For many years, physicians believed that injury to the brain occurred nearly instantaneously with the trauma itself. That is, the blow to the head either directly injured the brain cells (in the case of a penetrating injury) or the brain was thrown violently back and forth inside the skull (in a non-penetrating injury) causing bruising or bleeding. Brain researchers have now been able to demonstrate, however, that injury continues to occur well after the trauma as a result of the brain’s internal reaction to the trauma.
The additional damage can occur in a number of ways. First, neurotransmitter chemicals are released in large amounts which can overwhelm and severely damage brain circuits. Second, axons in nerve cells can be torn, stretched or twisted. Axons are the primary transmission lines for electrical impulses in the brain. Damage to the axons allows other chemicals to rush in causing the axons to swell. Over time, the reaction between these chemicals and those inside the nerve cell can completely destroy the axon.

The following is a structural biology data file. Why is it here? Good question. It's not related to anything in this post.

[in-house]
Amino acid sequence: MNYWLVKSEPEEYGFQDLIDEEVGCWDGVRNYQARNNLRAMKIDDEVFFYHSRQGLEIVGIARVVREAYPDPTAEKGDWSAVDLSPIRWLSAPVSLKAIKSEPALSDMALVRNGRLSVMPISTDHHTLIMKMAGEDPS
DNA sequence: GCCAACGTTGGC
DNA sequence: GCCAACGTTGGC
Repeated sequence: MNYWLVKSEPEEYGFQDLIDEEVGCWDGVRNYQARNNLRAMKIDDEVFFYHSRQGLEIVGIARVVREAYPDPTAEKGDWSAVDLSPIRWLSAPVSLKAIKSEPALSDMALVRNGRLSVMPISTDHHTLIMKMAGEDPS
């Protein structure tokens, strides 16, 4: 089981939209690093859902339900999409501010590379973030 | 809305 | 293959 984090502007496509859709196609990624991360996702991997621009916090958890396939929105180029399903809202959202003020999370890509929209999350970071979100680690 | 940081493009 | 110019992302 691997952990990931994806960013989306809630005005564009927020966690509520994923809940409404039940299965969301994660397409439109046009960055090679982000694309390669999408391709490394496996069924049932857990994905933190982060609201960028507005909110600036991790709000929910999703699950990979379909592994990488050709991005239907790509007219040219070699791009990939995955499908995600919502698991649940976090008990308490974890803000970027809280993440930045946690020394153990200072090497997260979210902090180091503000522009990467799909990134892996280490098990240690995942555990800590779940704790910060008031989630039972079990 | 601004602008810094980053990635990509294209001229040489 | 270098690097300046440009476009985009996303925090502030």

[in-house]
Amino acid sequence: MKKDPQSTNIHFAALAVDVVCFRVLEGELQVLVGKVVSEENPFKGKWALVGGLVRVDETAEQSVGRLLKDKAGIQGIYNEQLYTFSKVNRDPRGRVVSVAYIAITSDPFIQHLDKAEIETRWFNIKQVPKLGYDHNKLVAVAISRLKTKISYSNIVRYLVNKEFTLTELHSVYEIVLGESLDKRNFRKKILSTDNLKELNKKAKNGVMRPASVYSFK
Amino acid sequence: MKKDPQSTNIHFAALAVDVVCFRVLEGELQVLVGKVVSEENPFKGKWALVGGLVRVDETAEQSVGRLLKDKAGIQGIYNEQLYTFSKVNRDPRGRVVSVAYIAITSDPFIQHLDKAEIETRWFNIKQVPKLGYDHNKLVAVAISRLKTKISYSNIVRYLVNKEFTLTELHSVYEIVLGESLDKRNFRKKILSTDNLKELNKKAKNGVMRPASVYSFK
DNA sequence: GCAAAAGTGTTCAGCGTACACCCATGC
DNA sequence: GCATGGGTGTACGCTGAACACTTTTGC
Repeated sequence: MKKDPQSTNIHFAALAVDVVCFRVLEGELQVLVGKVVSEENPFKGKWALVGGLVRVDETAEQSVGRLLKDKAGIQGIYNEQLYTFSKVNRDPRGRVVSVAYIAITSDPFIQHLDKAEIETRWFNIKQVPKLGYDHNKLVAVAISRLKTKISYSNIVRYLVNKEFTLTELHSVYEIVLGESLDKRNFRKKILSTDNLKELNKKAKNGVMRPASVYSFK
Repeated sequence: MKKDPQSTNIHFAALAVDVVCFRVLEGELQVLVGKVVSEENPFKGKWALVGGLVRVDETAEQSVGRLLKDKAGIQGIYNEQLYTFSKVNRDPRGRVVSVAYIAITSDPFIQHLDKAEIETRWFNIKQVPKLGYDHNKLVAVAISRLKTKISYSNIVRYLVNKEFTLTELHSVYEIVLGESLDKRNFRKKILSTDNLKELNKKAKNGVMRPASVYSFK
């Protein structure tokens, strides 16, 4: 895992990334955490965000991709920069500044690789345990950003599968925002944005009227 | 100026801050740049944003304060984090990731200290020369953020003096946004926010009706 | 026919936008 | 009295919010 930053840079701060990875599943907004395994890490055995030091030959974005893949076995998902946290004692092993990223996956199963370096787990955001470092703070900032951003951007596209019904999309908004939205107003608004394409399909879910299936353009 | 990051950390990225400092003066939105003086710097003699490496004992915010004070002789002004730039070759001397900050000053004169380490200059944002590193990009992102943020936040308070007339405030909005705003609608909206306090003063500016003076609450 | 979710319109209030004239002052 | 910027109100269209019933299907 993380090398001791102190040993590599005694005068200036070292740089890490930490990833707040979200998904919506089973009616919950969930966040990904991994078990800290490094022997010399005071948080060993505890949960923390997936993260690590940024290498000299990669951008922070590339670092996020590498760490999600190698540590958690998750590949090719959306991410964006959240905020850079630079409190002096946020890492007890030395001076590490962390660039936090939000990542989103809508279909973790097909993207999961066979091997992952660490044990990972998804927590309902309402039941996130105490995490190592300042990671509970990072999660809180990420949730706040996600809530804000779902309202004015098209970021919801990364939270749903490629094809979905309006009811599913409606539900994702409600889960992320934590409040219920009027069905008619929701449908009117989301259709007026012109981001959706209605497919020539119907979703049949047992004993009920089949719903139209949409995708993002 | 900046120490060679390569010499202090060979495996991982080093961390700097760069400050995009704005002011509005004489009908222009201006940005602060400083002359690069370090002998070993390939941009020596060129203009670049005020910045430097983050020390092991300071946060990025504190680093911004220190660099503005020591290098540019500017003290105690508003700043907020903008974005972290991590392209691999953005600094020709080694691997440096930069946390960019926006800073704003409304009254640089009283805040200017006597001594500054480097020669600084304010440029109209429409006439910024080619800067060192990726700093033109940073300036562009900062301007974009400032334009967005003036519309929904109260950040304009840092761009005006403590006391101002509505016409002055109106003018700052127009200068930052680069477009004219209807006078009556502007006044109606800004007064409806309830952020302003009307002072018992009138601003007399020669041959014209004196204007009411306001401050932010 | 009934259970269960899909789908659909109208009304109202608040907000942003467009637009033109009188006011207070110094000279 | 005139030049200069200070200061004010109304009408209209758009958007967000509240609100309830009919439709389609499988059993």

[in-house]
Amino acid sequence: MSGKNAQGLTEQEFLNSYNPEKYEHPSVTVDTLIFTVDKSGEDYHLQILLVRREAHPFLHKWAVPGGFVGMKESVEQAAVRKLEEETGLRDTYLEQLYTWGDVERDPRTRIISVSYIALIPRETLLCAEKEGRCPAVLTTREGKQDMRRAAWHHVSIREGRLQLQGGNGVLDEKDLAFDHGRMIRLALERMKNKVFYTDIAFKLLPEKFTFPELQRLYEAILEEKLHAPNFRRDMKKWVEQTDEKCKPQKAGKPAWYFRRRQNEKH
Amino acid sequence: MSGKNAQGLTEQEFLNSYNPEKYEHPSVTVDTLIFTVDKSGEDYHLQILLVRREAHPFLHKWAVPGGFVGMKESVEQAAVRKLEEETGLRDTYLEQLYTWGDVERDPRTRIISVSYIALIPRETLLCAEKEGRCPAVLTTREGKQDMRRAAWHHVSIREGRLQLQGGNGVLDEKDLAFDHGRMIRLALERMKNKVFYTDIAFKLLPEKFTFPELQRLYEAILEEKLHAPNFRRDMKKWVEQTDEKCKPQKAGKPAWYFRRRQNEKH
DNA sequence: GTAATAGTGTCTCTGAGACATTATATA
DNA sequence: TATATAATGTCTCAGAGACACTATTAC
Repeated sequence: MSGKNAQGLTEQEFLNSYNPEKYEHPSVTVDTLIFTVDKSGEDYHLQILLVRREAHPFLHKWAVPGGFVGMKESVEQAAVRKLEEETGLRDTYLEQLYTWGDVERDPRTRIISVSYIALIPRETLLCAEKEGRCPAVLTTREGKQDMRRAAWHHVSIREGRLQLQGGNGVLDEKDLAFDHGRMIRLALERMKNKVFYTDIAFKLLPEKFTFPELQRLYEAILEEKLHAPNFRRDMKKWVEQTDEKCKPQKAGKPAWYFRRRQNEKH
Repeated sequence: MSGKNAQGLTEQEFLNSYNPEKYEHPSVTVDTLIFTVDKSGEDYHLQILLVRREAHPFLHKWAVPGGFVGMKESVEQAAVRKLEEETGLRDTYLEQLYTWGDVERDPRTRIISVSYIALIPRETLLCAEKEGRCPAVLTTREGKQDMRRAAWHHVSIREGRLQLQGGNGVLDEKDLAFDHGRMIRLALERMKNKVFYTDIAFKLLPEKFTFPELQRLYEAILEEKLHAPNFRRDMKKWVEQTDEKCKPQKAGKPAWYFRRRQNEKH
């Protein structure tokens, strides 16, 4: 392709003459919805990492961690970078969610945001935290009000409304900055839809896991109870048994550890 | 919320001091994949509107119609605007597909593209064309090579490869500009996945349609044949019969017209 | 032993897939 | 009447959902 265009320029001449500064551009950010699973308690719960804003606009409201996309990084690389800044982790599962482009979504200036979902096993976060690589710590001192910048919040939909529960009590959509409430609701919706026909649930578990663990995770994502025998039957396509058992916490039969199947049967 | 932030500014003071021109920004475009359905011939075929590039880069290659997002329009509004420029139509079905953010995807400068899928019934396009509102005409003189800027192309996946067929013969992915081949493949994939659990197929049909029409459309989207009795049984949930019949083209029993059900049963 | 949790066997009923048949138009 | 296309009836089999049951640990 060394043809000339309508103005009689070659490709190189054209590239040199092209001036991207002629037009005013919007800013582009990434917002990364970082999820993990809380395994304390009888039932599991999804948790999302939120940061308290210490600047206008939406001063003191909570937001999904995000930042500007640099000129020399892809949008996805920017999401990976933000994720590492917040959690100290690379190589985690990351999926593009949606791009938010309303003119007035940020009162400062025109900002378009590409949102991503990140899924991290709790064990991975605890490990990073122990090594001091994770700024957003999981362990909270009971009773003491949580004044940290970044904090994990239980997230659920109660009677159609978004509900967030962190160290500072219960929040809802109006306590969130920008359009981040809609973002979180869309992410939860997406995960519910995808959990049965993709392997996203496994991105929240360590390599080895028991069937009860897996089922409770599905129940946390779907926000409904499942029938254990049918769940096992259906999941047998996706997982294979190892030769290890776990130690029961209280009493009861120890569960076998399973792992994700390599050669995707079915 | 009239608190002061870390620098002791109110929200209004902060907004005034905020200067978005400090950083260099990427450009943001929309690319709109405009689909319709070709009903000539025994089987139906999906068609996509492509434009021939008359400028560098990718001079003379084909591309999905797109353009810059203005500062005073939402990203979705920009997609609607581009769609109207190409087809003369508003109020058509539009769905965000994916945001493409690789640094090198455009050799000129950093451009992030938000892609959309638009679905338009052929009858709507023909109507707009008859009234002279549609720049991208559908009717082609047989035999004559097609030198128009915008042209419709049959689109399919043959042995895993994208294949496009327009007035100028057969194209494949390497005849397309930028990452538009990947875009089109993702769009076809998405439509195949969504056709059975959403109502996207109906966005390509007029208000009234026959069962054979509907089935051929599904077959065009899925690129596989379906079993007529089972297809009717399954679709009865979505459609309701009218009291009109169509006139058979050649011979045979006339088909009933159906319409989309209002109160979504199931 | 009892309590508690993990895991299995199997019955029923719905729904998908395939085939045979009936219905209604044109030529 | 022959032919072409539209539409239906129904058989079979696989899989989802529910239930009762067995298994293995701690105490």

Researchers have been working on developing drugs to prevent this secondary damage which occurs after the initial injury. While animal studies have been promising, nothing has proven successful in treating humans at this point.
For people who have suffered a brain injury from any source, it is important to have your case reviewed by a competent brain injury attorney. Many of the impacts of brain injury, including subtle changes in personality, ability to concentrate or memory are not clearly recognized by the injured person. A lawyer experienced with brain injury cases can help you obtain the necessary testing to pinpoint even subtle brain injuries.